On May 4, 2015, Director's Delegate Blackman released his decision in Cook and RBC, which deals with the payment of catastrophic (“CAT”) assessments under the Statutory Accident Benefits Schedule—Effective September 1, 2010 (“2010 SABS”). As discussed in my blog post, Assessments Payable Even Though Medical and Rehabilitation Limits Were Exhausted, Director's Delegate Blackman ultimately found that the costs of CAT assessments in that case were properly characterized as interim legal expenses, assuming that the issue of catastrophic impairment was formally added to the arbitration, and therefore did not come out of the insured person’s medical and rehabilitation benefits limits.
In that blog post, I predicted that we would see further case law on this issue, given the potential for additional costs to insurers.
Indeed, in the five years that have followed, arbitrators at the Financial Services Commission of Ontario and the Licence Appeal Tribunal have held that the cost of CAT assessments are not payable out of an insured person’s medical and rehabilitation benefits limits. This has not been restricted to cases in which the expenses could be characterized as interim legal expenses. Arbitrators have found that, because CAT assessments are not a “benefit,” the cost of these assessments should not come out of the medical and rehabilitation benefits limits: see, for example, 18-007227 v Unica Insurance Inc.
The question then becomes, are CAT assessments payable outside of the medical and rehabilitation limits whenever requested by an insured person?
Based on case law from the Licence Appeal Tribunal, the answer to this question is, no. In order for CAT assessments to be payable, the insured person must establish that they are reasonable.
Most recently, in D.L. v Aviva Insurance Canada, Adjudicator Farlam highlighted that an insured person bears the onus of proving the reasonableness of the assessments claimed. This is because, pursuant to the 2010 SABS, an insurer is only liable to pay for medical and rehabilitation expenses that are reasonable and necessary as a result of the accident. The insured person therefore bears the onus of proving on a balance of probabilities that any proposed treatment plan he or she seeks is reasonable and necessary. Further, with respect to examinations, an insurer is only required to pay reasonable fees associated with preparing an application for a determination of catastrophic impairment, including any assessment necessary for that purpose.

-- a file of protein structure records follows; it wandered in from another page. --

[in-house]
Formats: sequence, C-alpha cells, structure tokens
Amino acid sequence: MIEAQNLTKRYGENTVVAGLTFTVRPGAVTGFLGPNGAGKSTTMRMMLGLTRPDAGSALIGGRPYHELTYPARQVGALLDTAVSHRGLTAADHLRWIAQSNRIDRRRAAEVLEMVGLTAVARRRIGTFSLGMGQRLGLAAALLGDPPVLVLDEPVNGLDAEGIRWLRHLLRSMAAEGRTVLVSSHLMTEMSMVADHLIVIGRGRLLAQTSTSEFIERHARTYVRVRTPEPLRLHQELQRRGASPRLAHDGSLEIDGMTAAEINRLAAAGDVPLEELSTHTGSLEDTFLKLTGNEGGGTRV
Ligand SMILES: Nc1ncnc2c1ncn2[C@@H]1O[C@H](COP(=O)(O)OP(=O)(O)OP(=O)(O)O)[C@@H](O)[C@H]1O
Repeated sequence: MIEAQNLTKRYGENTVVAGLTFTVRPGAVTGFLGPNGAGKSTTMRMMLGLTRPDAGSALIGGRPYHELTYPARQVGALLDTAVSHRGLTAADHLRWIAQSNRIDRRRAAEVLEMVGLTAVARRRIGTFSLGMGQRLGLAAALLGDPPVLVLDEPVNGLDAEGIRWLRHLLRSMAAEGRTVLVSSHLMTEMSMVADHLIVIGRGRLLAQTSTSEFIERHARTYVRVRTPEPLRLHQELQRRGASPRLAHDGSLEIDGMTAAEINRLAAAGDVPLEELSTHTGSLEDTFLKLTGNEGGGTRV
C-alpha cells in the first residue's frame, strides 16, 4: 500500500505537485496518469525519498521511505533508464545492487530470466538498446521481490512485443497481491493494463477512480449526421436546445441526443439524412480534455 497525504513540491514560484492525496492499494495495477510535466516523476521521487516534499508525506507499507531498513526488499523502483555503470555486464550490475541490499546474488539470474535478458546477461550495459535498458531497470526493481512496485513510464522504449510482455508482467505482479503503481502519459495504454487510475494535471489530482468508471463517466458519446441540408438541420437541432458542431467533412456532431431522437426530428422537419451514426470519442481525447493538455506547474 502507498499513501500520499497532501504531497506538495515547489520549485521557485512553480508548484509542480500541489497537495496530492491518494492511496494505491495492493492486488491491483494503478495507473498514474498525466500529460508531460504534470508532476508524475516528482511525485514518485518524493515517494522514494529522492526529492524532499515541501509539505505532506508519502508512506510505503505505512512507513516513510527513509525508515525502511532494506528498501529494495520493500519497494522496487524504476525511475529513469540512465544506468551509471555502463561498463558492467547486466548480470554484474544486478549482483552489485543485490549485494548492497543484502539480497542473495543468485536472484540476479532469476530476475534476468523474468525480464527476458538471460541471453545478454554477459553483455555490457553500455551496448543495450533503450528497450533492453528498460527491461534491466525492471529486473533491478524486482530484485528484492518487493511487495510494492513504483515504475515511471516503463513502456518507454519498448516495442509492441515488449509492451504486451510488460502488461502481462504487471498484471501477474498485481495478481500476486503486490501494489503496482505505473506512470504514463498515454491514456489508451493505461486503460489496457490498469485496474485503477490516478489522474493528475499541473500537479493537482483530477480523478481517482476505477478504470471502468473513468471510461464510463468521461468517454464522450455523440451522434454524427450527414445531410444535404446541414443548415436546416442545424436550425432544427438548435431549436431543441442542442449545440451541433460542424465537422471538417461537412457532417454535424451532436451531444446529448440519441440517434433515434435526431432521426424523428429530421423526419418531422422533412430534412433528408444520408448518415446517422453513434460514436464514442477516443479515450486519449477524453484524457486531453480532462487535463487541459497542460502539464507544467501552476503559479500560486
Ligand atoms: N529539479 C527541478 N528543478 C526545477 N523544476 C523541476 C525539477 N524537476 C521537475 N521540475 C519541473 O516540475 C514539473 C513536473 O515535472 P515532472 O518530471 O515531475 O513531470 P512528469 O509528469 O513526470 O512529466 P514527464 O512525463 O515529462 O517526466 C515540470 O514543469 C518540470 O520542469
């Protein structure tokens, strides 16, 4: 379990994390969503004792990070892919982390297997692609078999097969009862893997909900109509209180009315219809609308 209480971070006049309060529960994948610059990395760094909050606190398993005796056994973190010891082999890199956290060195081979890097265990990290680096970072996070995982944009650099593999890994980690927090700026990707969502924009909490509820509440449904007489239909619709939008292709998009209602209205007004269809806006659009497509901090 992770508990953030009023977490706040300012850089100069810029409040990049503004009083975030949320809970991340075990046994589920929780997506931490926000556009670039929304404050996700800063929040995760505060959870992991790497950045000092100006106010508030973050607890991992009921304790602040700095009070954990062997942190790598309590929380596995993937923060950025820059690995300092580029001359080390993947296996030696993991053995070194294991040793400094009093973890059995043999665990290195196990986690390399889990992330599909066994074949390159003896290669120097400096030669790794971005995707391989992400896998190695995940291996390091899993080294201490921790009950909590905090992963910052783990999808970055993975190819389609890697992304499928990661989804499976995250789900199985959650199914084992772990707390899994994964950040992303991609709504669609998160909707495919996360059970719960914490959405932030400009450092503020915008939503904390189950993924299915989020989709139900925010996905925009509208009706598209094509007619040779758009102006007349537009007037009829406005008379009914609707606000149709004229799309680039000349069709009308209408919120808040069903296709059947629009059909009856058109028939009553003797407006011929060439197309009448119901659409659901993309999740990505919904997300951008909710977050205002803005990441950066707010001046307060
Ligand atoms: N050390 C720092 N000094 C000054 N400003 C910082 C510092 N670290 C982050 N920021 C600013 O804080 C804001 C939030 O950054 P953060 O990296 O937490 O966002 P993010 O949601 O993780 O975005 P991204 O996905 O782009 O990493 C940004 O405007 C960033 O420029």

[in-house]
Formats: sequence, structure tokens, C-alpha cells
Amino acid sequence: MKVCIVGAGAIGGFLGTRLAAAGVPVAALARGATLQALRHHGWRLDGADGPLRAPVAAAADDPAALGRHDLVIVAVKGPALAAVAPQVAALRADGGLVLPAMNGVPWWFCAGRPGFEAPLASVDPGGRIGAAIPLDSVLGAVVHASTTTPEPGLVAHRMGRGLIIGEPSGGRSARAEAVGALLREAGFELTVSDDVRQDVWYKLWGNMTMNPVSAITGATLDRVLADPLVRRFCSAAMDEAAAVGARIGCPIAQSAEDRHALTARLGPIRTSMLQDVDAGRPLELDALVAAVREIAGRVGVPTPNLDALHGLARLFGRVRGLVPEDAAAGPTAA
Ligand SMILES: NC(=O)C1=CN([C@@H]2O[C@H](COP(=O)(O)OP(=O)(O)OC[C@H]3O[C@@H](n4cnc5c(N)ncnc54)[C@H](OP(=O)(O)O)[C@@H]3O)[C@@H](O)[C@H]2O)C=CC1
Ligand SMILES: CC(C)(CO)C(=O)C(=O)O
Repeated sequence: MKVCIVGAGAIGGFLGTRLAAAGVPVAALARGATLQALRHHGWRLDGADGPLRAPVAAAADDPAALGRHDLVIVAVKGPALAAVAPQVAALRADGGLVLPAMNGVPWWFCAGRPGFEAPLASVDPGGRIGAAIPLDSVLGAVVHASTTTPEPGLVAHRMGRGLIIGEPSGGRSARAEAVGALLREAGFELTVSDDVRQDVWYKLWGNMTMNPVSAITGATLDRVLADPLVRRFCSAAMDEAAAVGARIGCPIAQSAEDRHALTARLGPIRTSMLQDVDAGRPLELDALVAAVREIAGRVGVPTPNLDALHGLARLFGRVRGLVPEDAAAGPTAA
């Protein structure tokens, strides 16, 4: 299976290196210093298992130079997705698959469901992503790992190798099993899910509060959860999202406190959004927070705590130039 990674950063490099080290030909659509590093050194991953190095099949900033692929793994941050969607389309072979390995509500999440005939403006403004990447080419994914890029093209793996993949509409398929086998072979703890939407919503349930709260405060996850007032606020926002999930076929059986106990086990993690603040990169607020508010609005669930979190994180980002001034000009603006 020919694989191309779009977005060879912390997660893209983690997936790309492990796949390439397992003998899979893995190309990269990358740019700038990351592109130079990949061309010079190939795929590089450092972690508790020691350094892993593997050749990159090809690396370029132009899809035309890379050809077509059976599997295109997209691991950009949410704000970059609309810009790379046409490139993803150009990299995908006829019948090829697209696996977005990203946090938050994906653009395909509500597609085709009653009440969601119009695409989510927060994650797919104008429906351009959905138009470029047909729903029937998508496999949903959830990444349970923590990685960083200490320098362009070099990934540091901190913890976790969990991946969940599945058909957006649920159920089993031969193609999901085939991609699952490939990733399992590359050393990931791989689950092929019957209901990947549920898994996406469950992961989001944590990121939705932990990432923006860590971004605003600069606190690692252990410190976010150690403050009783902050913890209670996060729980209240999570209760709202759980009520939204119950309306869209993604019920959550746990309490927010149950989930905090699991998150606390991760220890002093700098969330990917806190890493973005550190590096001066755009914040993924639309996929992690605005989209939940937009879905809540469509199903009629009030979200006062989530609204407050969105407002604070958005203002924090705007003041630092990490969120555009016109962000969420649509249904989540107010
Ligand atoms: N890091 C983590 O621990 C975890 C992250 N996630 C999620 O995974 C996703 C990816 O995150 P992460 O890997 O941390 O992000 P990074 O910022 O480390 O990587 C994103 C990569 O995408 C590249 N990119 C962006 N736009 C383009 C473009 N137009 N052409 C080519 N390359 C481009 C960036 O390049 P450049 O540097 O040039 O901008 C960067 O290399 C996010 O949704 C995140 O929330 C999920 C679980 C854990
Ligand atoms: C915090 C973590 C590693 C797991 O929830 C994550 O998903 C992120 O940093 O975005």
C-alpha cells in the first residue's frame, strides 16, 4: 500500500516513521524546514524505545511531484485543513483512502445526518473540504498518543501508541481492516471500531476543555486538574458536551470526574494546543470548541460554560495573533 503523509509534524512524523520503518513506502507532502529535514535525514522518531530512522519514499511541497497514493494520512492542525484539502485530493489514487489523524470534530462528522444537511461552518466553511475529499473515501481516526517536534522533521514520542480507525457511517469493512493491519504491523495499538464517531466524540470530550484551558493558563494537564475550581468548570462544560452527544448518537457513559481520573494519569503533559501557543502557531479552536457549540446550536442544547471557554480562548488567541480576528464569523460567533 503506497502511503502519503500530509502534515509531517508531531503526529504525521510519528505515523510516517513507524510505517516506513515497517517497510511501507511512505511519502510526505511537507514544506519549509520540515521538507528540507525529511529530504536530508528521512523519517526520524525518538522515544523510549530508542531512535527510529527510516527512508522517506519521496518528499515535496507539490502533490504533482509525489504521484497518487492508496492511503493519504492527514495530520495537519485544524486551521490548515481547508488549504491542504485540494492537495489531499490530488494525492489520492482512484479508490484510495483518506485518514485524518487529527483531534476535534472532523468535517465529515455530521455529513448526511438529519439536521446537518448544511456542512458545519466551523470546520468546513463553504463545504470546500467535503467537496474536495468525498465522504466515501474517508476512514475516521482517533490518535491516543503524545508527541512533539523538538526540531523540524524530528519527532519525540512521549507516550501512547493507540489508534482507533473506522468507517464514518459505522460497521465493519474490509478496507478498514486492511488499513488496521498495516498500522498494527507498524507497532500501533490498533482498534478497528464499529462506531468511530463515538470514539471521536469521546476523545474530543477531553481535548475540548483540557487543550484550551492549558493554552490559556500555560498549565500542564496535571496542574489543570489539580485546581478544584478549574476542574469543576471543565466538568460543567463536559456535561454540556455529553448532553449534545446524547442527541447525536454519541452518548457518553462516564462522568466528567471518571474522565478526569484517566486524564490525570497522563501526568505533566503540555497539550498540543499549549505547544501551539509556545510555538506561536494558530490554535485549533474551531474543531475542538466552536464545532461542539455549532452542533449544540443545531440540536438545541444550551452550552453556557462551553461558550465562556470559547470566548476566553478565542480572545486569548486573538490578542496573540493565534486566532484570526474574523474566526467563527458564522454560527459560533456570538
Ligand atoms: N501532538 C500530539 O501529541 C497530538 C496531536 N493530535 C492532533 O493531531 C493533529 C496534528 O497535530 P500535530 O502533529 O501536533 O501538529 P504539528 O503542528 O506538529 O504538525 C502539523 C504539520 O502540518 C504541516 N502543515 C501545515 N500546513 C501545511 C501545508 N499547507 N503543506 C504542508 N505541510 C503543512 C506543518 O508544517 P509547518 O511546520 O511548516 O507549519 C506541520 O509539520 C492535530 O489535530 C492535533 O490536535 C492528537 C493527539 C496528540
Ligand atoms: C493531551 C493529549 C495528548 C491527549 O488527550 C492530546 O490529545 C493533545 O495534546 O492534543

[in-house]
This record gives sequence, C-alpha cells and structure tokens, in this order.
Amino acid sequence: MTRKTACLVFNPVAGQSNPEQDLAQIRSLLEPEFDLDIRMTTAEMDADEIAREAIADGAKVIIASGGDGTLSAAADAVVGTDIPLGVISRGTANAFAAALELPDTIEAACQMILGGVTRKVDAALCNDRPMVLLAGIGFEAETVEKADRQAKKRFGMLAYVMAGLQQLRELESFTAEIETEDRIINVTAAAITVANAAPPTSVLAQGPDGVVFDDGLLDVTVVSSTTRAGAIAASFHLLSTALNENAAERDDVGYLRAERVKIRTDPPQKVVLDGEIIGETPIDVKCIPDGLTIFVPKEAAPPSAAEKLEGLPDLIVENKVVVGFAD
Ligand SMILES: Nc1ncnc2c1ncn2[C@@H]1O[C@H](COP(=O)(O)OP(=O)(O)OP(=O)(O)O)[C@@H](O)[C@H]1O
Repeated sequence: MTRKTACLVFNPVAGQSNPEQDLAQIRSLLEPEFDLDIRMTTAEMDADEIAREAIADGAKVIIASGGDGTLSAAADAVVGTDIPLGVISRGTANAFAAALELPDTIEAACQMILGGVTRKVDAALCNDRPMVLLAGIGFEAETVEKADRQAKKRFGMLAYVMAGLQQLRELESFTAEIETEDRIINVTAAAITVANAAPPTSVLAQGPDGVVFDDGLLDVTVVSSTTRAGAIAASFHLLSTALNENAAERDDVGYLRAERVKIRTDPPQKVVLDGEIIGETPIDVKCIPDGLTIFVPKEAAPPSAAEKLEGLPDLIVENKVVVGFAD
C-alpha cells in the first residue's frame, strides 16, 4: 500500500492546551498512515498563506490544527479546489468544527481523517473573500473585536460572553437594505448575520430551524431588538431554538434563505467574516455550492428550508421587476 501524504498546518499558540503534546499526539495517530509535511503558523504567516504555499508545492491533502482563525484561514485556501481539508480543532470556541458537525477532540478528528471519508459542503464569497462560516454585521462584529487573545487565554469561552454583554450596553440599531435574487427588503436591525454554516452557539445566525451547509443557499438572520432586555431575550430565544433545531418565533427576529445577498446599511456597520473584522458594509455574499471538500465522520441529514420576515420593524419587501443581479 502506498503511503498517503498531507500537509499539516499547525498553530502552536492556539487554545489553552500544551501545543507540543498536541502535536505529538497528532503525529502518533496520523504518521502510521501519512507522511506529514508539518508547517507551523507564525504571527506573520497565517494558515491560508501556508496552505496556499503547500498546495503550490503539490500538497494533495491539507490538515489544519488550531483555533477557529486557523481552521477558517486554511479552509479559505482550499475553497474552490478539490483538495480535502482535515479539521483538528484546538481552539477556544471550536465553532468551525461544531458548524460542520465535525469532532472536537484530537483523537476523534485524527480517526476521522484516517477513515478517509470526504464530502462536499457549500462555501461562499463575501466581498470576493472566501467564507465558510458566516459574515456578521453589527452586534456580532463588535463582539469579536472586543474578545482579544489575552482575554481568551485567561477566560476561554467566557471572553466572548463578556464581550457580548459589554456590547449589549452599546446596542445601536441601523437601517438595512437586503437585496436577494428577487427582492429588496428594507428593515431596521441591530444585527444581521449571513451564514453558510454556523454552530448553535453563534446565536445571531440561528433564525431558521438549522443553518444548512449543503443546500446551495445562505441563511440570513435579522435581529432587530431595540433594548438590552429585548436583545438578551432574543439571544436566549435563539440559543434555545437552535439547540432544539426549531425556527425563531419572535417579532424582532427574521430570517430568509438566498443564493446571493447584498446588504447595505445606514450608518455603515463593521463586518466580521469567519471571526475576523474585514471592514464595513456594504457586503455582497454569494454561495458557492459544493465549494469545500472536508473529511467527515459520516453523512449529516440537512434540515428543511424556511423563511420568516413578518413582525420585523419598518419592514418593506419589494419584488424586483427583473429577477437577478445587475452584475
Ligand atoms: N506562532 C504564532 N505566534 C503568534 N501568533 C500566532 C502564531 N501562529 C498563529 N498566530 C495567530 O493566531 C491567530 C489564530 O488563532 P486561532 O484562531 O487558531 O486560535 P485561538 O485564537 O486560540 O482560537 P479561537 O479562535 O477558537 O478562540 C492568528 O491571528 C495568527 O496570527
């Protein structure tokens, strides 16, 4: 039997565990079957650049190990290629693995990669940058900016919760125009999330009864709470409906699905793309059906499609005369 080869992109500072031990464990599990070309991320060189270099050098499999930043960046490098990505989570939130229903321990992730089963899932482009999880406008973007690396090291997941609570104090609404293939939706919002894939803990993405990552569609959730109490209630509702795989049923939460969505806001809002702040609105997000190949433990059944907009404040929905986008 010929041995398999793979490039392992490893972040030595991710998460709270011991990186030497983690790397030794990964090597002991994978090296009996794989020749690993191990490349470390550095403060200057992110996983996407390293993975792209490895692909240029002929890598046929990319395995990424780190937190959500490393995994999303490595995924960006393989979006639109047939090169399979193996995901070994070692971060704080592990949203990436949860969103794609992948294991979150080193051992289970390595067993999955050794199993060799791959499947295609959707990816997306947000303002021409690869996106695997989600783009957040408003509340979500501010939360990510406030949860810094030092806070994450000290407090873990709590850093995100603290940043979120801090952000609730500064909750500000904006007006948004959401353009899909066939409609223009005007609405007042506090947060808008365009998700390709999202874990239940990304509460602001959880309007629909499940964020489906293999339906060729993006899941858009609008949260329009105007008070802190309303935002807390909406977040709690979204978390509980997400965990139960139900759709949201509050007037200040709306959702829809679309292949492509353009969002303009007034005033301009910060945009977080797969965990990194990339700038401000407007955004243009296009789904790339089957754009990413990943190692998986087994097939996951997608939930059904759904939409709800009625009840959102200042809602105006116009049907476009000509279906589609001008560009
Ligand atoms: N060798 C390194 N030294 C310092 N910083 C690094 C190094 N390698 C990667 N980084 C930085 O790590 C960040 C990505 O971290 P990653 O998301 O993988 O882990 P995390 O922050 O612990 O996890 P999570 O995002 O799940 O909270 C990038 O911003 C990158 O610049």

As Adjudicator Farlam explained, it is not enough for the insured person to assert that it is possible that he or she may be catastrophically impaired. The insured person must establish, with supporting evidence, that there is a reasonable basis to investigate whether the insured person is catastrophically impaired.
Even though, by their nature, assessments are speculative and their purpose is to determine if an insured person has a specific condition or meets a specific threshold, there must be some suggestion that the specific condition exists, arose from the accident, and that further investigation is reasonable and necessary.
In short, as Arbitrator Farlam succinctly stated: “Entitlement to payment for a CAT assessment is not absolute. An insurer is not obligated to pay all CAT assessments but only those that are reasonable and necessary.”
 FSCO Appeal P14-00038 (Director's Delegate Blackman, May 4, 2015).
 O Reg 34/10.